Northern Beef Producers Urged to Look at Meat Standards Australia System

AUSTRALIA - Northern beef producers are being urged to look to MSA grading to increase their profitability.
calendar icon 18 September 2012
clock icon 2 minute read

Rewards of up to $34 a head are awaiting northern beef producers who gain the full benefit of the Meat Standards Australia (MSA) system, according to the findings of four years of research.

In fact, two MLA-funded producer demonstration sites (PDS) in Queensland found adopting strategies to improve MSA compliance can increase bottom line profits by up to two per cent.

Queensland Department of Agriculture, Fisheries and Forestry (DAFF Qld) senior beef extension officers, Alan Laing and Felicity Hamlyn-Hill, who supported the producer groups, said it was the result of higher weight-for-age steers and heifers.

“By focusing on genetic selection for growth, fat and marbling and adopting best practice management and animal nutrition strategies, producers were able to turn-off heavier cattle earlier and meet MSA specifications,” they explained.

Between 2008 and 2012, the PDS set up on ‘Lisgar station’ in the Burdekin and ‘Trafalgar station’ near Charters Towers, evaluated the benefits of adopting MSA grading, improving compliance and reducing ungraded MSA percentages.

Critical MSA compliance factors of breed, age, use of hormone growth promotants (HGPs), temperament, handling and mustering were assessed against MSA grades achieved through export meat processor, JBS Australia at Townsville.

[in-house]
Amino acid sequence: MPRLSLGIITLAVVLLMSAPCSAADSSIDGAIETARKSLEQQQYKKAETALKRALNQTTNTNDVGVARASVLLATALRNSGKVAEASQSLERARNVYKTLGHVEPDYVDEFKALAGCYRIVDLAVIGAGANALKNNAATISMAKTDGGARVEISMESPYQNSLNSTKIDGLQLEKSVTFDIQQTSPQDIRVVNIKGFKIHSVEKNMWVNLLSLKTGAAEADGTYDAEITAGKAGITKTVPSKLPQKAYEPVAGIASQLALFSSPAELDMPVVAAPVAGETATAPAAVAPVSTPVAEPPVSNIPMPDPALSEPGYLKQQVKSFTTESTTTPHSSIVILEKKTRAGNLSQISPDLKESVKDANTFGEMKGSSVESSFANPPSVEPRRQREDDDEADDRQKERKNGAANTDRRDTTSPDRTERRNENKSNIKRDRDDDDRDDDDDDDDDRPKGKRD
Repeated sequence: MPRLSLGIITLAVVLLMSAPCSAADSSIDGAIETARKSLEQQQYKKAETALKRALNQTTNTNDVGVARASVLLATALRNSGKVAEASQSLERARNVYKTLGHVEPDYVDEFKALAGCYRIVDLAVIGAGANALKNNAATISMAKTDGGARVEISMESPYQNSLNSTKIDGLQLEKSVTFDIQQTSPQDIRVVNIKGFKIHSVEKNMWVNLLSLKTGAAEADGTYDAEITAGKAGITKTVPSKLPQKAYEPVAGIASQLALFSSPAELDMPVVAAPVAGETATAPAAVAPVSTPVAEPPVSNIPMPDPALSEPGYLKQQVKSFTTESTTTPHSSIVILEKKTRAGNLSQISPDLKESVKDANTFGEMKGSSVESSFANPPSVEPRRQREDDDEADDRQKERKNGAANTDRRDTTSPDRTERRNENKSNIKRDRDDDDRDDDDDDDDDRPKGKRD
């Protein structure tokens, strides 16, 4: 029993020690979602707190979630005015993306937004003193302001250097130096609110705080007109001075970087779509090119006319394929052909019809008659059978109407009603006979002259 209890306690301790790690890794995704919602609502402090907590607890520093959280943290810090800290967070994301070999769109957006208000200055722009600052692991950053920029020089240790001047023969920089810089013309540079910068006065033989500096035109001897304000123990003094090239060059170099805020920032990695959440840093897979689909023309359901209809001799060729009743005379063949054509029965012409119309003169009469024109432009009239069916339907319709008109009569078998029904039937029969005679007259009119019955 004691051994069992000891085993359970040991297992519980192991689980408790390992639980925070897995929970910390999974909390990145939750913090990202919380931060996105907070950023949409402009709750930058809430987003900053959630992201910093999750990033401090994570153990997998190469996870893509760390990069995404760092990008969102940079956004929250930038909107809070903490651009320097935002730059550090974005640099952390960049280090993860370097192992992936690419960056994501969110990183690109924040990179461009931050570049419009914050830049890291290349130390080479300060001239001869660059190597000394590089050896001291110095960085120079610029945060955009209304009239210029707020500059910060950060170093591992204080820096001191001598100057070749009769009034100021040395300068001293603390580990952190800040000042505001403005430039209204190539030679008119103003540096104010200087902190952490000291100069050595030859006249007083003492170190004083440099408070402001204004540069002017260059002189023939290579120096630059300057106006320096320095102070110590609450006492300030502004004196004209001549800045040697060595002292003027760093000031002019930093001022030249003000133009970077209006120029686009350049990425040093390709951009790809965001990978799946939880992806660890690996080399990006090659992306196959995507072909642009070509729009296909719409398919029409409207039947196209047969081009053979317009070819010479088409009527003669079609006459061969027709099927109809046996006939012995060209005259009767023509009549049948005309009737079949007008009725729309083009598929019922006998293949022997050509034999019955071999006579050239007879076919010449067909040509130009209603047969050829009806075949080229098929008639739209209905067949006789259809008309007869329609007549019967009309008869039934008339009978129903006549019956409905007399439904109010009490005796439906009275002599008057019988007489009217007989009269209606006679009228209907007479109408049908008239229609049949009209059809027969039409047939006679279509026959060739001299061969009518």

The PDS showed genetic selection within breeds for early growth and supplementary feeding could allow producers to turnoff 300–340kg carcase animals a whole year earlier as two-and-a-half year olds and hit MSA premium boning groups.

DAFF Qld Economist Timothy Moravek, who crunched the numbers for the PDS, said in the short term, options to boost compliance could include removal of HGPs, using molasses to finish steers if this was economical and minimising time cattle spent in yards pre-slaughter.

In the longer term, MSA compliance could be improved by early feeding of molasses supplements, selection pressure for a range of desirable carcase and growth traits and reducing age of turnoff – with an associated reduction in ossification and dentition.

The processor perspective JBS Australia Livestock Manager Brett Campbell welcomed greater uptake of MSA, but added this required producer education and support through analysing carcase feedback and premium prices.

“In boning groups 1–9 there are often premiums of 5¢/kg to 25¢/kg, but the bulk of MSA cattle going through in Townsville are not hitting those specifications,” he said.

“With efforts in genetics, growth and nutrition to reduce turn-off age, I think local producers can work towards increasing grading percentages in those higher paying groups if grazing conditions and cattle are suitable.”

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